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February 1995

Treatment of Subfoveal Choroidal Neovascularization

Author Affiliations

Charlottesville, Va

Arch Ophthalmol. 1995;113(2):137-138. doi:10.1001/archopht.1995.01100020015009

I commend the Macular Photocoagulation Study Group1 on their refinement of treatment recommendations for patients with subfoveal choroidal neovascularization secondary to age-related macular degeneration. I would suggest, however, a somewhat different interpretation of the results obtained in their group B patients (patients with small lesions and visual acuity of 20/100 or better or with medium lesions and visual acuity of 20/160 or better). They state that "Eyes in group B... have a substantial treatment benefit beginning 1 year after treatment and are good candidates for immediate treatment," a statement that I believe is misleading.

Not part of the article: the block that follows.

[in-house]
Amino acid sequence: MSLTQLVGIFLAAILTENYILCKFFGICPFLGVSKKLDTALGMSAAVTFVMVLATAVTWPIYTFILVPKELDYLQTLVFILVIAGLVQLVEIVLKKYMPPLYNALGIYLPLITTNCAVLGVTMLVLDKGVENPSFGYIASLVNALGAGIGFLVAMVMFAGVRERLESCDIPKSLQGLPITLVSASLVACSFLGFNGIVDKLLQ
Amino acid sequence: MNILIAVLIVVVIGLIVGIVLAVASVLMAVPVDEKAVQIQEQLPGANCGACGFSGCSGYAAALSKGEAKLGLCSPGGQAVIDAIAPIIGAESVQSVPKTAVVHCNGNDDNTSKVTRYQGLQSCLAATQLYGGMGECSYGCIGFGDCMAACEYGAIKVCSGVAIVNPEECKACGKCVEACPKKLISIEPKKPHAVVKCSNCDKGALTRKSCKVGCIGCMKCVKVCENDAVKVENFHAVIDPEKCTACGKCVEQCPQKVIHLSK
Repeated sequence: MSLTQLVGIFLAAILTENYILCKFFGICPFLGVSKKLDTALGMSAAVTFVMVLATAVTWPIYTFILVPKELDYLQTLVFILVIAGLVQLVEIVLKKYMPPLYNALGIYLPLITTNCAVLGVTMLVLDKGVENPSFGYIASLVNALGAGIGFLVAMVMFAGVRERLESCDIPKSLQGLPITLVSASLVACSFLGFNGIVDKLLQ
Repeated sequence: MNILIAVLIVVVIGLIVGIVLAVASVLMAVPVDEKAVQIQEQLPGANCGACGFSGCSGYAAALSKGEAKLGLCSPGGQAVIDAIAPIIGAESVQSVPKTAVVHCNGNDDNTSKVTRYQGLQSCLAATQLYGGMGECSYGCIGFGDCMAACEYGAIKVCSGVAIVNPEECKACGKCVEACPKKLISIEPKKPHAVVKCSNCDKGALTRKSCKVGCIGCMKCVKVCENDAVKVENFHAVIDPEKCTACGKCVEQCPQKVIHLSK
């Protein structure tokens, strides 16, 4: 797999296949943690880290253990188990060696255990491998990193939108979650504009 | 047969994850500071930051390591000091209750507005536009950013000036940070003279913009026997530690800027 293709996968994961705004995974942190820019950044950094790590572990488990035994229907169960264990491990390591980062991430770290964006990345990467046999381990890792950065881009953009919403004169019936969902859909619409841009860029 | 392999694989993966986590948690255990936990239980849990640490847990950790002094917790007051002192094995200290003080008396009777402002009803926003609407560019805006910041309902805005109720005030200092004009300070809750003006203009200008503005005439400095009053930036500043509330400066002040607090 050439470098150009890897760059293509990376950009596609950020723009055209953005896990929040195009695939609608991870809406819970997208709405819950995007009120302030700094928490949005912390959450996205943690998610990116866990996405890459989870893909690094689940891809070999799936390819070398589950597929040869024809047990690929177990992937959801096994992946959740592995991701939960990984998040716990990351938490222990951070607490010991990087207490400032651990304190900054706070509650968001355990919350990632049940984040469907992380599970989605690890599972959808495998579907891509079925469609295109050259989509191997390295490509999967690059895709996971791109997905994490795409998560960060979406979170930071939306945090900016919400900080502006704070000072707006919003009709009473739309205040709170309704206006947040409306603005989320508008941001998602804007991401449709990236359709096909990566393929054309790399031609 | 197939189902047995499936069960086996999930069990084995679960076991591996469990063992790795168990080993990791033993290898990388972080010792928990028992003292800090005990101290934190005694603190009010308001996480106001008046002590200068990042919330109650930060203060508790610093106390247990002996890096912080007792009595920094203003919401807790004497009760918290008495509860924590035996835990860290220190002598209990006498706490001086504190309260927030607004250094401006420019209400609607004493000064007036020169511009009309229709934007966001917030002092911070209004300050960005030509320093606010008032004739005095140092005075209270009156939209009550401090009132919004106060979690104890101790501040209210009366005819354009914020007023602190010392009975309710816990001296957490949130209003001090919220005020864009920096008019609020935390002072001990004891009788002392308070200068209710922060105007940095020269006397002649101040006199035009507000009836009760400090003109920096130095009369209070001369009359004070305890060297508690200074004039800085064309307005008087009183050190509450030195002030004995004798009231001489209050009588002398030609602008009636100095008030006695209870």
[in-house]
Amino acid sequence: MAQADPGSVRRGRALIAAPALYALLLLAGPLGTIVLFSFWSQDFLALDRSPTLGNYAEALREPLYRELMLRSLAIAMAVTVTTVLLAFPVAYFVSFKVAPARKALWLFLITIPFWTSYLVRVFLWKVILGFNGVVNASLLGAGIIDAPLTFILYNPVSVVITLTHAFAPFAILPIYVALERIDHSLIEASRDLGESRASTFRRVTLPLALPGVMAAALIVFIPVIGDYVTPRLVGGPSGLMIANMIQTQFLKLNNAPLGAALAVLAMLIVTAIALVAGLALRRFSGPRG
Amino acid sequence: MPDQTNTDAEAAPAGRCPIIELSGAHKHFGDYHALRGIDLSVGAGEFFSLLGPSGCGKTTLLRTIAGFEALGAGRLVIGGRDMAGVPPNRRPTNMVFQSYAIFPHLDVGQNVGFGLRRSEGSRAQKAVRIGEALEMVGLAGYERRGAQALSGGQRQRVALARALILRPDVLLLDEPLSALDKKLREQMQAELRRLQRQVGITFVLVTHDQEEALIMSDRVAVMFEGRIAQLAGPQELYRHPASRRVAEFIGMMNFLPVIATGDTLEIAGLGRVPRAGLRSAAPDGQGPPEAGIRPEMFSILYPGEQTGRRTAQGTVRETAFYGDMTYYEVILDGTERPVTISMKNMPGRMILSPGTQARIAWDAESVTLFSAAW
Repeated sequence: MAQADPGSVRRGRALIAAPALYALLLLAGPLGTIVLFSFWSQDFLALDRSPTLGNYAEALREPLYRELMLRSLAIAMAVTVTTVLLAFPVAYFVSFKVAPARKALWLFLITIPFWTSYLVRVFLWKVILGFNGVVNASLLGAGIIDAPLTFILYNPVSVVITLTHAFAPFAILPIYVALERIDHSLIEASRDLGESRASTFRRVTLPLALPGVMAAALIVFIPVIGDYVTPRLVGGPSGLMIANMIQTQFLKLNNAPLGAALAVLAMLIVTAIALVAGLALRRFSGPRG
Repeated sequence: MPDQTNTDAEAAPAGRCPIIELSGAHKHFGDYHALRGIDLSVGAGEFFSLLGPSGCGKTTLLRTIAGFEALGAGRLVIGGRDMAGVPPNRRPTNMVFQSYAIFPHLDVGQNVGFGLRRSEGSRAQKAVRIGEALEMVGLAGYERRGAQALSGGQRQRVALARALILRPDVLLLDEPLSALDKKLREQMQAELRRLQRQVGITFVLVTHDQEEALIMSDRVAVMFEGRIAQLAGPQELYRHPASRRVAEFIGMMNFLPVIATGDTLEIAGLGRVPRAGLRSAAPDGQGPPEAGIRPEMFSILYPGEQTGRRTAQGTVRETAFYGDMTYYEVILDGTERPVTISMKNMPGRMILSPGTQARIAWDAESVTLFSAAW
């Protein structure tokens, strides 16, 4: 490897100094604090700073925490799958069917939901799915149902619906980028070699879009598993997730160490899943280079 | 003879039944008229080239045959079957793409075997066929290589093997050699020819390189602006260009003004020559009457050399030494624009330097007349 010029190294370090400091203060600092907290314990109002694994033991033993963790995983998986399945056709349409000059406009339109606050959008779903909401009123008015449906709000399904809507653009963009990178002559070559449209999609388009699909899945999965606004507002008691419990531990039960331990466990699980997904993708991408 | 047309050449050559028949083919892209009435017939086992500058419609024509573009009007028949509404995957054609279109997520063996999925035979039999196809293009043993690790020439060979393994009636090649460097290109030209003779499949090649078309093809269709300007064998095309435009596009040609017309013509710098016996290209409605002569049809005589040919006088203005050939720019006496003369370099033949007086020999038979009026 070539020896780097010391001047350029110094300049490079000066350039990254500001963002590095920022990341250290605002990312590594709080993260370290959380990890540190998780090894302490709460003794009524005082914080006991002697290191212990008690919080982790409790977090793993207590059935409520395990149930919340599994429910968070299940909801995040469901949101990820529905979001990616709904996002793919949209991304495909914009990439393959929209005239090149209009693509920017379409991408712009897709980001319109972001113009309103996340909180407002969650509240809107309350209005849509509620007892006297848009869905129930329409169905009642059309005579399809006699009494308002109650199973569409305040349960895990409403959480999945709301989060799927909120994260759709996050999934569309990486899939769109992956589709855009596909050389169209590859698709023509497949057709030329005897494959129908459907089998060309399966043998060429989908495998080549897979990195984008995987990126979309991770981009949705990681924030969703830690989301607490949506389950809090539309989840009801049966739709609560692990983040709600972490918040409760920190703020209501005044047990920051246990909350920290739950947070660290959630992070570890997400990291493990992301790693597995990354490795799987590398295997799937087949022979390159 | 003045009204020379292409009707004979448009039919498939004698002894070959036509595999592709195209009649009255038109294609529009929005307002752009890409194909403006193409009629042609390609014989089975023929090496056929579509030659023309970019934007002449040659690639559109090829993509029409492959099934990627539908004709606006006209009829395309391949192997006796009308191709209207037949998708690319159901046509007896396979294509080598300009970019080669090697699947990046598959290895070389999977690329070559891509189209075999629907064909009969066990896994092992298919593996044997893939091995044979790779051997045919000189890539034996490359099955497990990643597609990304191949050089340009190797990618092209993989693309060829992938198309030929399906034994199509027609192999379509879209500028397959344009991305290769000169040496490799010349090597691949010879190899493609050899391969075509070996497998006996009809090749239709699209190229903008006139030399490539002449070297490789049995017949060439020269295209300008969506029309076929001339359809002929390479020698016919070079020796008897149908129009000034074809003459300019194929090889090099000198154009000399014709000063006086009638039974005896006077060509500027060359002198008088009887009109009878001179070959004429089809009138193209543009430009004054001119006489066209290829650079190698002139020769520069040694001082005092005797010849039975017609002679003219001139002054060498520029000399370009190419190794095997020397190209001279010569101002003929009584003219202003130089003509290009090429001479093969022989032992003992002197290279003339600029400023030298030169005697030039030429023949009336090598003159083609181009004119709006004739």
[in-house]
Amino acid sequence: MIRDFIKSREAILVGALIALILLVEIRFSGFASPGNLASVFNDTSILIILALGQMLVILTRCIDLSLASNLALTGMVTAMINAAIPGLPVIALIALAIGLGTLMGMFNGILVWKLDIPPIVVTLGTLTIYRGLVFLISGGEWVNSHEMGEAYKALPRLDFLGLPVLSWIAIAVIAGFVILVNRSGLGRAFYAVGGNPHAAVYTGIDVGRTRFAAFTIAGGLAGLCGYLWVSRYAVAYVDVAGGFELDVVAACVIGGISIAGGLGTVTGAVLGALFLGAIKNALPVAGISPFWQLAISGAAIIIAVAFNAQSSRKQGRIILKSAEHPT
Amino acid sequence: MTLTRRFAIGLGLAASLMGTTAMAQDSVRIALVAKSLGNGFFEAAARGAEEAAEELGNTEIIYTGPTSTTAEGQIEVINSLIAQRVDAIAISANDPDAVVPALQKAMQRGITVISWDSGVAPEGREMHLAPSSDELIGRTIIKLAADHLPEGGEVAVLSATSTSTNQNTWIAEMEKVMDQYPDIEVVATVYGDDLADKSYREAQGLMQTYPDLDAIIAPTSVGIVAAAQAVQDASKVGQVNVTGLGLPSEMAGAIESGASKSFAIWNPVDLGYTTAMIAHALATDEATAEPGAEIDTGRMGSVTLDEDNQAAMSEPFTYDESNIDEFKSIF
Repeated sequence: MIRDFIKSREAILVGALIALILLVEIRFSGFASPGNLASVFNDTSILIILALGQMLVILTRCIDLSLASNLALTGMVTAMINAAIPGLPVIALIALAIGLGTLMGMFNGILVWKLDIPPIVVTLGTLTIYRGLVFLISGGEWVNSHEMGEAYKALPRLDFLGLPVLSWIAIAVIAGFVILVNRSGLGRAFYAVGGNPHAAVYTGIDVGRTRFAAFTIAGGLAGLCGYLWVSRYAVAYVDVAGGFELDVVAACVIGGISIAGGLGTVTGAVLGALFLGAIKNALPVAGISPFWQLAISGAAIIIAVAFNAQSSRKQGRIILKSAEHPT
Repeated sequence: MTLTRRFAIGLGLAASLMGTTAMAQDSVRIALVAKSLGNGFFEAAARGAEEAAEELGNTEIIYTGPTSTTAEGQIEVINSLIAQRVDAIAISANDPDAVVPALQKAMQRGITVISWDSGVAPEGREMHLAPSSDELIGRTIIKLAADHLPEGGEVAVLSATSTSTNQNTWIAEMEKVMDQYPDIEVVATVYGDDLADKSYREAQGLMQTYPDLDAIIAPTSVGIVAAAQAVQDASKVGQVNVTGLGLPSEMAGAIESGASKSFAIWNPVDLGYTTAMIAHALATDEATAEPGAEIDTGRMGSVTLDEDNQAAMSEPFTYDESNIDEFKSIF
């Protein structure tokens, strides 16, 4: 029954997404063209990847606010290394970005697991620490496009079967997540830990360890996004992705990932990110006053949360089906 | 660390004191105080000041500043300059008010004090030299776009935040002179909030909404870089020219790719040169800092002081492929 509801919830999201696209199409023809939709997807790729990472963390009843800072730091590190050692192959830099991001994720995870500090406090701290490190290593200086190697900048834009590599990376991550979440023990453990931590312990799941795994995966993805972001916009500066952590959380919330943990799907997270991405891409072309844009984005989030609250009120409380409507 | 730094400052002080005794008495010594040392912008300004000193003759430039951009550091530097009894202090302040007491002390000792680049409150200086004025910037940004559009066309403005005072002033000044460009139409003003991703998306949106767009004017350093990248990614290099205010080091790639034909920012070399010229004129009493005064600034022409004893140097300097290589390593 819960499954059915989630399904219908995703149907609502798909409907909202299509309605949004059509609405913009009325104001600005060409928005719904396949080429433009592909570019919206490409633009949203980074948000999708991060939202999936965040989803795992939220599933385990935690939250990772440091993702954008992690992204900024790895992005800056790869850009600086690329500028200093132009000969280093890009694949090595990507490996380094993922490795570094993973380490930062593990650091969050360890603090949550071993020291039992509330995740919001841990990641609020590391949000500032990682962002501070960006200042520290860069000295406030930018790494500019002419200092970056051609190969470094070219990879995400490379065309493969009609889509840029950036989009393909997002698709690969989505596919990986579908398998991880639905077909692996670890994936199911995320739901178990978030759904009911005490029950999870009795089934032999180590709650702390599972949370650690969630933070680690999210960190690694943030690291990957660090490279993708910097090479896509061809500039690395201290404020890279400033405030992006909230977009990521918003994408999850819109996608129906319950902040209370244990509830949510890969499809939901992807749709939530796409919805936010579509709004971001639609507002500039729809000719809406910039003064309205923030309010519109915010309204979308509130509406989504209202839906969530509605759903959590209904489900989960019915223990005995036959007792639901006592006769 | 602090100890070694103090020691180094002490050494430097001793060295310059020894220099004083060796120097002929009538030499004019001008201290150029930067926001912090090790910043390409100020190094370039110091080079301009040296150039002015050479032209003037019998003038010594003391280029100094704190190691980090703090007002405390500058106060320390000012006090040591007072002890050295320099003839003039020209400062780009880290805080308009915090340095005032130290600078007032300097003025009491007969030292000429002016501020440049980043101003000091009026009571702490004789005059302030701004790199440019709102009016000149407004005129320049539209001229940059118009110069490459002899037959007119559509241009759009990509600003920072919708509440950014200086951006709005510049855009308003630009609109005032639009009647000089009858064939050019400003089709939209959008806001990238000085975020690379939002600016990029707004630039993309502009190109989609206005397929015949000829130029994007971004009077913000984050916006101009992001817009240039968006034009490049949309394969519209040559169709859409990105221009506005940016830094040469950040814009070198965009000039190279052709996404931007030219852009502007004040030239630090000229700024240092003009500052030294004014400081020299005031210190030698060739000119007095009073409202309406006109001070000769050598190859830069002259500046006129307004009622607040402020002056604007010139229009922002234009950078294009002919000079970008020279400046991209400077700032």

In their report, the authors implicitly equate treatment benefit with visual acuity at a particular time. This is a significant oversimplification of the true benefit or lack of benefit of therapy. Consider two identical patients qualifying for inclusion in group B. The first patient is treated with laser therapy and the second patient is

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